Rumors of COBOL's demise have been greatly exaggerated: Meet GnuCOBOL

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COBOL programming language

A recent article on Slashdot points out with some chagrin that the Department of Homeland Security and Department of Veterans Affairs in the United States still use COBOL, originally invented in 1959, based on work by the late Rear Admiral Grace Hopper. The implication is—and has been for some years in the IT community—that COBOL is a completely dead language. Not so! In 1997, the Gartner Group reported that 80% of the world's business ran on COBOL, and surveys in 2006 and 2012 by Computerworld found that more than 60% of large financial organizations use COBOL (more, in fact, than use C++, a much newer language), and that for half of those, COBOL was used for the majority of their internal code. The COBOL standard has continued to be updated, with the most recent change being in 2014.

There are, of course, problems with using a technology as venerable as COBOL; notably, almost no college or university IT programs teach it any more, and the population of coders who can use it is "aging out" and retiring. I learned COBOL in college, and used it in my first professional job, but in my late forties, I'm a little young for the rest of the COBOL crowd. Also, vendor maintenance for most COBOL compilers is growing more and more sparse, if it's happening at all.

But if you want to delve into COBOL, there is an open source compiler. GnuCOBOL, which was initially released as OpenCOBOL in 2002. In 2013, version 1.1 was renamed to GnuCOBOL, and version 2 is, according to the core development team, "on its way to pre-release." GnuCOBOL is licensed under the GPL, with the runtime libraries LGPL, so it would be usable for production code in any environment. There is an active community of users and developers, and documentation is extensive. The GnuCOBOL project is working toward keeping in line with the COBOL 2014 specifications, and to include non-standard features common in commercial compilers. The developers do not claim any particular level of standards compliance, but the current version passes more than 9,000 of the tests designed by the National Institute of Standards and Technology for the COBOL 85 test suite.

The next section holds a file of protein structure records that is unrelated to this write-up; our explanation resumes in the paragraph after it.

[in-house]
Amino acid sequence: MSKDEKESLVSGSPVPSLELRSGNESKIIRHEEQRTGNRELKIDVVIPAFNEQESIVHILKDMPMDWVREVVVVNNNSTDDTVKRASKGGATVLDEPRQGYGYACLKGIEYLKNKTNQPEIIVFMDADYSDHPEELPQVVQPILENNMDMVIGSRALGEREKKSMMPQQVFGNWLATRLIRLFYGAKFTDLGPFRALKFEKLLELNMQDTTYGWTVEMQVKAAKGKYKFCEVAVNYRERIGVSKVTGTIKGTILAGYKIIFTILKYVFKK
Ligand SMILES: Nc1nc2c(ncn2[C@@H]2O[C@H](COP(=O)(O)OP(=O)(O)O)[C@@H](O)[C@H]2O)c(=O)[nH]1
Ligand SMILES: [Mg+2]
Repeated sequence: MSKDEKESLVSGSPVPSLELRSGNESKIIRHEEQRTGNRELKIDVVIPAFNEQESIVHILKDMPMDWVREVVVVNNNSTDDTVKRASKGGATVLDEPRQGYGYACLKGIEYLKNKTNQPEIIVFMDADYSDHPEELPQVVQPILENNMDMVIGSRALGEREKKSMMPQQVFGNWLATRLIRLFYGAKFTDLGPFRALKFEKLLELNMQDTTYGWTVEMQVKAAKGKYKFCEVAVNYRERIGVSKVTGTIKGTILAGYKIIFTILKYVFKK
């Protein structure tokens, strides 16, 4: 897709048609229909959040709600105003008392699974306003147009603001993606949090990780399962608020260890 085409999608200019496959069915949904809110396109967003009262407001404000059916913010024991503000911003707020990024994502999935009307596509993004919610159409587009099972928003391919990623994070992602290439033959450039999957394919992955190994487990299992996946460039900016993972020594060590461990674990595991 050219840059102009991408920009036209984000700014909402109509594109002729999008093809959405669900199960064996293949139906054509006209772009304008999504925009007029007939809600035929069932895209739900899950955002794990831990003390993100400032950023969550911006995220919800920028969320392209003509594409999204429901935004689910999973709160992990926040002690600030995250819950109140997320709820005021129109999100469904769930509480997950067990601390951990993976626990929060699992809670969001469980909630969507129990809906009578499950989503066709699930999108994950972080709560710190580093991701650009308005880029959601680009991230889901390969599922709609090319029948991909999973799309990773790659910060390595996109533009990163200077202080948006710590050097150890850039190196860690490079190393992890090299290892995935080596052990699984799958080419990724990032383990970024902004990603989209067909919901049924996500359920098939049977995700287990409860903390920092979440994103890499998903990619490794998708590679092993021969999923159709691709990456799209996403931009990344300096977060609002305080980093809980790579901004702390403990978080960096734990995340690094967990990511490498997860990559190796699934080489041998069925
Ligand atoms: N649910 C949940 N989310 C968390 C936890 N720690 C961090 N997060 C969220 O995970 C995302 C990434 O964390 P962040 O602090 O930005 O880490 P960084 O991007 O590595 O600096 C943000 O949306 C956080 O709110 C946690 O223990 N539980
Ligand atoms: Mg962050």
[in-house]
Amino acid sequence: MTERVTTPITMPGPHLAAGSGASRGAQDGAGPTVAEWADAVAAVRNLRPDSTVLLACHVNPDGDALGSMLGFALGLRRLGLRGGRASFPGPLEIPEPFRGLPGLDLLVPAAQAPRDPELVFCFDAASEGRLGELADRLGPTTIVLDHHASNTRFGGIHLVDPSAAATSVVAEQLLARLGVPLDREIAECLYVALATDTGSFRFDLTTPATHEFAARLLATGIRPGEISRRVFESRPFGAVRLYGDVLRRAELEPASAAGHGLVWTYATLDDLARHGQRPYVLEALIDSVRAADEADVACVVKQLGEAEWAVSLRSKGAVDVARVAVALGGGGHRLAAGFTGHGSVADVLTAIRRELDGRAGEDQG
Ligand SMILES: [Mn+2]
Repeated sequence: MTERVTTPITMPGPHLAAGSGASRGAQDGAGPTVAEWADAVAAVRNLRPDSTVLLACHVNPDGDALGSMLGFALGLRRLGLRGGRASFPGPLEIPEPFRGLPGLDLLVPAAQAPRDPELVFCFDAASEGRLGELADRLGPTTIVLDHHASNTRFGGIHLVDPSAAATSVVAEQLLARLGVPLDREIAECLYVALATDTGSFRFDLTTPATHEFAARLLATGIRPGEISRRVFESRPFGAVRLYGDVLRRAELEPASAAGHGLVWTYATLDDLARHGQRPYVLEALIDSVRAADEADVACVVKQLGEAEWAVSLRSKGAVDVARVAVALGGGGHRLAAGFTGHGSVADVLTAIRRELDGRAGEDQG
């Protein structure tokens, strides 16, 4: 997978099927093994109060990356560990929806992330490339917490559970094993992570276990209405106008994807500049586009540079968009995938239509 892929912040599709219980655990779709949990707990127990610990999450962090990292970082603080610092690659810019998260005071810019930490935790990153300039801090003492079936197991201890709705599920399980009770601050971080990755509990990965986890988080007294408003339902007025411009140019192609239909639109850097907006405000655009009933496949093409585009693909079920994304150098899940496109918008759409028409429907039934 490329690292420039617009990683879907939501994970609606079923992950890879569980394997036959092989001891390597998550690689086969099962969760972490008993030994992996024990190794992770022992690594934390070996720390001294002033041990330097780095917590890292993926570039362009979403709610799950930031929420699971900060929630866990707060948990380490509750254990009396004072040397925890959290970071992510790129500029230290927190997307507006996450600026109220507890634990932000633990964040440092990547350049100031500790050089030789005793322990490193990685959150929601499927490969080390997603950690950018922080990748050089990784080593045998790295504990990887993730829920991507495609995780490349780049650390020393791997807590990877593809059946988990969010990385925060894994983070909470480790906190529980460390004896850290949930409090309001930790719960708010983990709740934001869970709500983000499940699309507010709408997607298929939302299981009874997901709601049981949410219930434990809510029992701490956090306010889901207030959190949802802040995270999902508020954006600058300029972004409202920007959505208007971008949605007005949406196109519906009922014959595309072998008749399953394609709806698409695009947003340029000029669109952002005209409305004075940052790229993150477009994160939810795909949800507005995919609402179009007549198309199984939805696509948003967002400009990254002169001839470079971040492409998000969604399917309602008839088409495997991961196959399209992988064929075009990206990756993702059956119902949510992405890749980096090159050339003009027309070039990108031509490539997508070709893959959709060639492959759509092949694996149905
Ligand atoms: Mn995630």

Strictly speaking, the GnuCOBOL system is a transpiler; it translates the COBOL statements into C code, which is then compiled using the GNU C compiler on the system. For this reason, GnuCOBOL is compatible with almost any system where GNU C is available—virtually any Unix or Linux system, Windows, and even Android and iOS. The GnuCOBOL compiler has proven usable in production, with minimal porting work from most mainframe operating systems to Linux systems. One of the features of COBOL is the ENVIRONMENT section of a code block, wherein you tell the compiler somewhat about the system on which it is running; most of the time, translations to Linux systems involve substantial change in the ENVIRONMENT block, but almost everything else just works.

COBOL was and is an entirely different method of programming, one that most computer scientists, even of its heyday, were not involved with. COBOL required a lot of thought about your data declarations, and to avoid truly chaotic code, thought needed to go into your execution paths. It wasn't "bad," although many academic computer scientists would tell you it is—merely different. I actually enjoyed my work in COBOL, although it is a typing-heavy language. I occasionally get a little bit nostalgic, and peek in at what is happening in the COBOL world. People have actually written web compatibility tools and frameworks, object-oriented programming, JSON handling libraries, and many other modern tools for COBOL.

For years now, the IT community has called COBOL "dead," but with with projects like GnuCOBOL, it's still very much alive, preserving legacy functionality, and developing new tools.

Ruth Holloway has been a system administrator and software developer for a long, long time, getting her professional start on a VAX 11/780, way back when. She spent a lot of her career (so far) serving the technology needs of libraries, and has been a contributor since 2008 to the Koha open source library automation suite. Ruth is currently a Perl developer and project lead at Clearbuilt.


I worked in COBOL for the first 8 years of my programming career. If you ever see an ancient program with ADD INSULT TO INJURY. in it, chances are it's one of mine! I always included that statement somewhere in my code.